In New Orleans, Magloire started every game of his first two seasons and his performances improved a lot. In 2003-04, his second season in NOLA, and his fourth overall, the University of Kentucky product averaged a double-double with 13.6 points, 10.3 rebounds and 1.2 blocks per game, while also putting up a career-high in free-throw percentage.
Magloire’s solid contributions saw him named to and thrive on the Eastern Conference All-Star team, becoming only the second Canadian All-Star, after Steve Nash. His stock was at a high and remained so for a while.
“[Jamaal] will be a strong addition to our ballclub and hopefully help us win more games,” then-Trail Blazers head coach Nate McMillan told NBA.com.
The next year started well but was disrupted by injuries. He was traded to Milwaukee for the 2005-06 campaign, where his productivity fell only slightly, and then became something of a journeyman.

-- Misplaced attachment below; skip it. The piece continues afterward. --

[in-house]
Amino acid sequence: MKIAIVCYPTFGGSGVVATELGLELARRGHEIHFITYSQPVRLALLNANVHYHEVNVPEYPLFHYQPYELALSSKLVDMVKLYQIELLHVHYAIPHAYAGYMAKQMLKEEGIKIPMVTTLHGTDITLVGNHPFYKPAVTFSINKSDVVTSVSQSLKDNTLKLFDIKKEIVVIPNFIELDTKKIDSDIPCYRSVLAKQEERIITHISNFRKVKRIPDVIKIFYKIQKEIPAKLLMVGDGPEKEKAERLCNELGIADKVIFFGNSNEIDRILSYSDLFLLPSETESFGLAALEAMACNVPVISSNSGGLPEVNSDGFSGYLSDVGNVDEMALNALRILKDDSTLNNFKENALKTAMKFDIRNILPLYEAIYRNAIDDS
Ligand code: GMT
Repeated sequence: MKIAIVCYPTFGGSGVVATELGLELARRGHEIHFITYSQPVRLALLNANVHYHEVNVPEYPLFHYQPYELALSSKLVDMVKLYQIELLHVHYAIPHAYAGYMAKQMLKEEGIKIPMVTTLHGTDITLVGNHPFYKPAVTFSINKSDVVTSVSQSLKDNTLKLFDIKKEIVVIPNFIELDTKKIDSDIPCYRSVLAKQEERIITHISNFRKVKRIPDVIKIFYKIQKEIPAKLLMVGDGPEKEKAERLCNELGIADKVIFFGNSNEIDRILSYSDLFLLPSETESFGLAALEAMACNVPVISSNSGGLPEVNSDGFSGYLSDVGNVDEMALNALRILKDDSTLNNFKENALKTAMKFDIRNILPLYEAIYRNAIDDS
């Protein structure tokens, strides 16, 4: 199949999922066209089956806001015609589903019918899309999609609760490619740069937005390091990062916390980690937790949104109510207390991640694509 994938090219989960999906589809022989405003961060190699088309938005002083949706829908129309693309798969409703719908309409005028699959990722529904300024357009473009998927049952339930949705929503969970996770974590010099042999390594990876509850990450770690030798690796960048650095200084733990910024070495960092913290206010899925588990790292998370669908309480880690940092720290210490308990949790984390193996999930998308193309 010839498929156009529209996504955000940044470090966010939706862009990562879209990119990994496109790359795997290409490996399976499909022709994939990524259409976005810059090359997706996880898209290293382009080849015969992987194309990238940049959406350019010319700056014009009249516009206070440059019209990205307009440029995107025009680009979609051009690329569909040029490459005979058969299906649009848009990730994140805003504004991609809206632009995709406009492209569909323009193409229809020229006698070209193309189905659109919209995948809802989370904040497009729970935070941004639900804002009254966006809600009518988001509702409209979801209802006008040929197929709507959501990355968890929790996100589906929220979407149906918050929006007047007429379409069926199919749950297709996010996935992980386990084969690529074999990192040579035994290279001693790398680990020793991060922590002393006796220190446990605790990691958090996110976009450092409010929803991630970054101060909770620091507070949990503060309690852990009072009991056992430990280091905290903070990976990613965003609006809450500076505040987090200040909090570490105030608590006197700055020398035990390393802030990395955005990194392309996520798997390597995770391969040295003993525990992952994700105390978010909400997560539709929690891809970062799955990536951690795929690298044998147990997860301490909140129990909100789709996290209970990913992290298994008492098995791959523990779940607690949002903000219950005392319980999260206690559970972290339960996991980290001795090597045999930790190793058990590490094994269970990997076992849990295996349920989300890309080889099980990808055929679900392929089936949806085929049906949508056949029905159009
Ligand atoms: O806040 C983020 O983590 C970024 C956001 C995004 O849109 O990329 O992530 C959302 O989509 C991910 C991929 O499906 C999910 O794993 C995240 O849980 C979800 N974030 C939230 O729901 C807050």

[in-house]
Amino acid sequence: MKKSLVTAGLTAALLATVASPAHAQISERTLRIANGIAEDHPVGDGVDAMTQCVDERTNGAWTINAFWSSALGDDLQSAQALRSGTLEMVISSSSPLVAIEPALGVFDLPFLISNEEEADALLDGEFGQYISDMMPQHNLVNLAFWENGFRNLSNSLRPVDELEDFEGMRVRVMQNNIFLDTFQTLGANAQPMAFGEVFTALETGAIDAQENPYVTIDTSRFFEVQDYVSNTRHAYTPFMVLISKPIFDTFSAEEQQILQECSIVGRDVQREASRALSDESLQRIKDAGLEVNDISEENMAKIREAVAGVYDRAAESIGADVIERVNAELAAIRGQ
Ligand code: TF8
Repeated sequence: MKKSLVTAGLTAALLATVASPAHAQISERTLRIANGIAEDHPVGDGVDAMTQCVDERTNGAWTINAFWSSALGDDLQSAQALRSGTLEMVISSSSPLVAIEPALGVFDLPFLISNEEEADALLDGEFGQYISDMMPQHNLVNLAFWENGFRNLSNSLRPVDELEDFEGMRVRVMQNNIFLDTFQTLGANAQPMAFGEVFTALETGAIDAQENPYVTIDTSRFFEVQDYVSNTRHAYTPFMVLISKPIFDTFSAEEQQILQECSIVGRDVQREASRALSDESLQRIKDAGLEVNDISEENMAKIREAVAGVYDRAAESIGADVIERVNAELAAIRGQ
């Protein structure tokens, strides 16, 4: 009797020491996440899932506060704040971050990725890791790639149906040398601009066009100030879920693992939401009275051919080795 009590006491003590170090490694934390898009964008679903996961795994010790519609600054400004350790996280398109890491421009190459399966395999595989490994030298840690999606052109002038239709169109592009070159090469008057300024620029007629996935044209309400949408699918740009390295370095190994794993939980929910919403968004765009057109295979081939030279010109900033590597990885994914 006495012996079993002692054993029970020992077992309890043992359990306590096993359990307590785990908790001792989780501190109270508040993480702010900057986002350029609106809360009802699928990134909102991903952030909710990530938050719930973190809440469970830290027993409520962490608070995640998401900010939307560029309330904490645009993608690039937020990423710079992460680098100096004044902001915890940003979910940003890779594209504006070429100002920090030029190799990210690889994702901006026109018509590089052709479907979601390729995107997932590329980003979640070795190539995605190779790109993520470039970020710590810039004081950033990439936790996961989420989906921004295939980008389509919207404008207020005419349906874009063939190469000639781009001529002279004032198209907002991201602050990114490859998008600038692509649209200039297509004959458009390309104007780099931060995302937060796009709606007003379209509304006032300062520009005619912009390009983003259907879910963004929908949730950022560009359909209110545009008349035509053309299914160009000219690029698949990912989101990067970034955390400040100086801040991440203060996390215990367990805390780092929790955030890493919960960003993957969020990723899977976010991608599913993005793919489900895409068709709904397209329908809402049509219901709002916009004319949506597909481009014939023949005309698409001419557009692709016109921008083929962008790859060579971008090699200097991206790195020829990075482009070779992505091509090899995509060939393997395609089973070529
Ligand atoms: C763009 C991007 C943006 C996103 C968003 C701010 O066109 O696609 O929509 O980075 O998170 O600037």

The Center played for six teams in eight seasons after leaving New Orleans and his role was gradually reduced, never starting more than 23 games in a season again, and rarely averaging more than three points. Magloire retired in 2012, never again coming close to the All-Star campaign he had in 2003-04.
Vasquez was drafted in 2010’s first round by the Memphis Grizzlies but failed to make an impact and was traded to New Orleans after just one season.In his sophomore campaign, Greivis proved to be quite efficient and became a starter in his second year as a Hornet.
In this 2012-13 campaign, Greivis was the league’s top assister with 704 and finished second in the Most Improved award, setting career highs with 13.9 points per game, nine assists, and 4.3 rebounds.
"He's one of the most improved players in the league," then-Pistons coach Lawrence Frank said to Duncan. "He's got great court vision, plus he shoots it well enough where you have to respect his shot. He has good size, and plays with a lot of confidence and flare. He has a lot of toughness and is a very good player."